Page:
This month’s Tech Talk features Transitions’ EMR Manager, Sam Tamburo-Jamrozik. Sam oversees all of our electronic medical records and works extensively across all of our teams to make sure that our technology is aligned with our clinical and ancillary services. We sat down with Sam to gather some insights about his background, his role at Transitions, and what he sees for the future of technology in the organization. 

Tell us a little about yourself and what brought you to Transitions. 

I grew up in the Chicagoland area and received my Health Science degree from Ohio State University. My interests include cooking, baking, weightlifting, and playing video games. I worked with various database systems through summer jobs and during my time at the Wexner Medical Center on OSU’s campus. When Transitions was starting the implementation process with the new systems, Jim Palazzo contacted me to see if the team’s needs and my career plan aligned –  and thankfully they did wonderfully. 

What do you do in your role as EMR Manager? What is an EMR?

My role as Transitions EMR Manager involves profile management, system updates and additions, understanding the flow of data sources, troubleshooting, educating, and working closely with vendors and the Transitions team alike. An EMR or Electronic Medical Record system is the centralized hub where clinical, financial, and operational information come together to communicate, exchange, and store information. 

What systems do we use for our EMR?

These foundational building blocks are HomeCare HomeBase for our Hospice service line and NextGen for our Palliative services, which are marked improvements from our legacy systems WellSky and Practice Fusion. These new systems provide higher quality information and integration capabilities that are in line with Transitions’ technology and operational plans moving forward, especially with our strong intentions of growth and expansion in 2021 and 2022.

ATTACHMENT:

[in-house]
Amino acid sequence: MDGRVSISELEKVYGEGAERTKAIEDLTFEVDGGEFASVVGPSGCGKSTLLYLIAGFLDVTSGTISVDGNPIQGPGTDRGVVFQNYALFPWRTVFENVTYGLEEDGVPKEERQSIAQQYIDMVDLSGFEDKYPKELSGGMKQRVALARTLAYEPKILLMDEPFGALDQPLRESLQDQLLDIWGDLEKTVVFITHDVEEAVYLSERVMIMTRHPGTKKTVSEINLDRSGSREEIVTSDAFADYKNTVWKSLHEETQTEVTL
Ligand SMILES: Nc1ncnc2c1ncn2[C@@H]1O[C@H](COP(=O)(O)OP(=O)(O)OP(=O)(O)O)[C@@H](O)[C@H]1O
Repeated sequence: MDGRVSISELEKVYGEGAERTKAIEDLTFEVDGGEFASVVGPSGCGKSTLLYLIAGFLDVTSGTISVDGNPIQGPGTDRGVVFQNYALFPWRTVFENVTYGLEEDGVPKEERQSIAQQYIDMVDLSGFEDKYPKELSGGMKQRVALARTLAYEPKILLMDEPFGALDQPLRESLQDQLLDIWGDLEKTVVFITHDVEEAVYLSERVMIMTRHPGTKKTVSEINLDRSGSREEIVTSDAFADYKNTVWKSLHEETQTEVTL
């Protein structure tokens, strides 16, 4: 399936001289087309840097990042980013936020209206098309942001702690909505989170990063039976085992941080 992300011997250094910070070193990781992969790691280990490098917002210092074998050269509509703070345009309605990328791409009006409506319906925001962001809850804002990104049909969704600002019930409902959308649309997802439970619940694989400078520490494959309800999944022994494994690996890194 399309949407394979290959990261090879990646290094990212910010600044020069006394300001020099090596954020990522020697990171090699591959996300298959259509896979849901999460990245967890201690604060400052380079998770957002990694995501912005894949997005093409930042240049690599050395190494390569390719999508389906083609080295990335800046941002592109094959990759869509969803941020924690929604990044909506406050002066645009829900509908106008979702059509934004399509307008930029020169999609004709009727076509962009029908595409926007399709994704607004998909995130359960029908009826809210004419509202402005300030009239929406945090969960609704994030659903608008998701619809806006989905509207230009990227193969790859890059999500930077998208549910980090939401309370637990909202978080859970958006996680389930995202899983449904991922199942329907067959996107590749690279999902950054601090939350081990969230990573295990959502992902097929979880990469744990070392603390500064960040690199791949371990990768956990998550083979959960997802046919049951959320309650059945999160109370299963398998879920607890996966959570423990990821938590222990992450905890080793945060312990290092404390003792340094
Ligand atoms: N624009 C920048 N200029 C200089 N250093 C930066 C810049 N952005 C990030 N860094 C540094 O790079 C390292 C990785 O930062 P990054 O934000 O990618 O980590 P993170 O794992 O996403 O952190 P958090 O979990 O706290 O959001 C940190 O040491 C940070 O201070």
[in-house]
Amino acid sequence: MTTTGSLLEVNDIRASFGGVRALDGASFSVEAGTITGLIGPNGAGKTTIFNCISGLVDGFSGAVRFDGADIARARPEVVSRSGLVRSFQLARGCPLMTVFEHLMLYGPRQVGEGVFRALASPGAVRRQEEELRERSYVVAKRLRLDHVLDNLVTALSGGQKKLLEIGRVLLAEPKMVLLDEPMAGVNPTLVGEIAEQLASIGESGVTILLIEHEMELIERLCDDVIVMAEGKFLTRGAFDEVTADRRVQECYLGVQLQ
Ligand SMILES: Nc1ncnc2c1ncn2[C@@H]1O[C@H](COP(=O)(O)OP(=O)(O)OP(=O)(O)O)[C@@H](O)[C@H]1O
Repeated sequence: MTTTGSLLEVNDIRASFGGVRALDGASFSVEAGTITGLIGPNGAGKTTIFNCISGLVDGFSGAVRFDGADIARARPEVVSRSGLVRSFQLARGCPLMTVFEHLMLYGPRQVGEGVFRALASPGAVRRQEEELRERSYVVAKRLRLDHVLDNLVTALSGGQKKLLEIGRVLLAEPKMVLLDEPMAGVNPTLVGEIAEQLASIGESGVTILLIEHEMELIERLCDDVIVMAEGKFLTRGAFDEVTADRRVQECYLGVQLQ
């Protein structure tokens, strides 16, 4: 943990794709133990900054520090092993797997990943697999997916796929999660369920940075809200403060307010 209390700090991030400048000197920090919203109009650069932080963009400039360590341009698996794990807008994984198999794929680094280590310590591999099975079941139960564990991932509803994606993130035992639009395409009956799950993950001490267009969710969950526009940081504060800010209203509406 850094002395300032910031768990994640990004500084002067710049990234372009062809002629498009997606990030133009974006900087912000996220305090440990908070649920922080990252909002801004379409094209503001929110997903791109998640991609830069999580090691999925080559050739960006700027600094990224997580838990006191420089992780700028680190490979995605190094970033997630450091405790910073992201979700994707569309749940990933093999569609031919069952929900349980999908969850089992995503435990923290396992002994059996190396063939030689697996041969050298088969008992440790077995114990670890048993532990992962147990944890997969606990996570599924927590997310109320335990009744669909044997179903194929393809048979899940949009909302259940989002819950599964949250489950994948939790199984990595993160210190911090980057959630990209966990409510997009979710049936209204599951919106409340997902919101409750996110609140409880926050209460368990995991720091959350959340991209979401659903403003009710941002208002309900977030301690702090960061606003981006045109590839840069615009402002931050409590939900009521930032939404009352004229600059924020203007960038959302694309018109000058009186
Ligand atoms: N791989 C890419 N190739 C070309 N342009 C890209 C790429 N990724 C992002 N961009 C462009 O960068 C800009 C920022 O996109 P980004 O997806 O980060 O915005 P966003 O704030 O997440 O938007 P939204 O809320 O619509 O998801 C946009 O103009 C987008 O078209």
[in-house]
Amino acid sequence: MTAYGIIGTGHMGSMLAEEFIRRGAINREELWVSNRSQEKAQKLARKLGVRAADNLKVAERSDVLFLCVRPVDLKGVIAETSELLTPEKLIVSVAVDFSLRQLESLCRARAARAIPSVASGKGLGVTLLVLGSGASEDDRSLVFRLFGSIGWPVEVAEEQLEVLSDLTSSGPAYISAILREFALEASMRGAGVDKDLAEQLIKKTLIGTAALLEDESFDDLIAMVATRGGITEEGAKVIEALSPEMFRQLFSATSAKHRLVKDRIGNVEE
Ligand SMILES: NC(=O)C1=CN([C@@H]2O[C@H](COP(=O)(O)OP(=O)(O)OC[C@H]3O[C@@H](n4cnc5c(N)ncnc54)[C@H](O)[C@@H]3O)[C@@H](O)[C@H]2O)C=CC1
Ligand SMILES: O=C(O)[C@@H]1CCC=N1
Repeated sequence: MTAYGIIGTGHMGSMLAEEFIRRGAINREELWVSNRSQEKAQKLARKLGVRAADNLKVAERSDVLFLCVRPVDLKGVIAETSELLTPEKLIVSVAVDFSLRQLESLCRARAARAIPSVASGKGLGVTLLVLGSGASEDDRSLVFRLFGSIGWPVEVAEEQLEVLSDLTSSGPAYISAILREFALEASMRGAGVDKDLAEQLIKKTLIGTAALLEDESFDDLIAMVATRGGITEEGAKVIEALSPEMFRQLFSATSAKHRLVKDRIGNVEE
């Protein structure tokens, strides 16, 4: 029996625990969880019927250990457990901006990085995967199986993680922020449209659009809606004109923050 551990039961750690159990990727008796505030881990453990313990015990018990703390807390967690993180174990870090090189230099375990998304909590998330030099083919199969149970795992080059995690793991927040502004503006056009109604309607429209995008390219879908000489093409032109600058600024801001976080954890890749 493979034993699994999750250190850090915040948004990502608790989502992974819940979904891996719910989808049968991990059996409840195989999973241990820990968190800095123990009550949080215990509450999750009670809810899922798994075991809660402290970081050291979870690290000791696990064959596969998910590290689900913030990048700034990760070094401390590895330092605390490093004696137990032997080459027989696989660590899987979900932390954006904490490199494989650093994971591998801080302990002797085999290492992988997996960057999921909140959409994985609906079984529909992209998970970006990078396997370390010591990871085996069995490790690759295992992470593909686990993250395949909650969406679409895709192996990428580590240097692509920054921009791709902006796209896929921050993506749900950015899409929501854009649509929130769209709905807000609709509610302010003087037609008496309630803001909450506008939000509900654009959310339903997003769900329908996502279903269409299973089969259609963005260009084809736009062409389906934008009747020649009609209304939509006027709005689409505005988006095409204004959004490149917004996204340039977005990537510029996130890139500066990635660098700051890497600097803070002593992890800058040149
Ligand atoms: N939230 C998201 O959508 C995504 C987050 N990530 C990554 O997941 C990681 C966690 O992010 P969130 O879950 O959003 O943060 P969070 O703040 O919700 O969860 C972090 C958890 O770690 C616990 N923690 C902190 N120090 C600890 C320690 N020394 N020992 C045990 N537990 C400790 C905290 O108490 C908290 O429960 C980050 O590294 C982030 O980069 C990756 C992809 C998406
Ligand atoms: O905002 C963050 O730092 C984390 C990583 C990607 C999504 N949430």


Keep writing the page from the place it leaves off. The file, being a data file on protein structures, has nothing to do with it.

How do these systems allow us to reach our goals and optimize our care for patients? 

These EMRs are the basis of interoperability, bringing together interfaces such as Muse, Trella, Forcura, RSL, and Acclivity to name a few. This all comes together to simplify processes and limit redundancies for our clinical team both in the field and in the office. Cleaner and more sensible data is also available for our analytic team to utilize and ultimately provide valuable insight to the operations team. I am fortunate enough to have worked closely with many of our nurses, aides, physicians, chaplains, social workers, and office staff so I know that the caliber of care we provide is second to none. All of the technology is meant to be supportive and supplemental information to add to our team’s arsenal when optimizing patient care.

How do you see these systems evolving moving forward? What are you most excited about as we move through 2021 and beyond when it comes to our EMR system?

The future of all these interoperable systems and the streamlining of clinical processes is very bright. The changes and wealth of knowledge brought to the Information Technology department by Chief Technology Officer Greg Elser will allow us to more timely and accurately address issues, improve the quality of information, and ensure the systems work as seamlessly as possible. As my duties evolve from the implementation to the management of the systems, I encourage all of our team to make note of redundancies and areas of opportunity, and make them known. Patient care is a collaboration of specialties, and our EMRs and the associated interfaces are no different. My goal is to be as much support to the team as I can be, and I look forward to the suggestions and work that will go into getting and keeping us at the most efficacious level of care.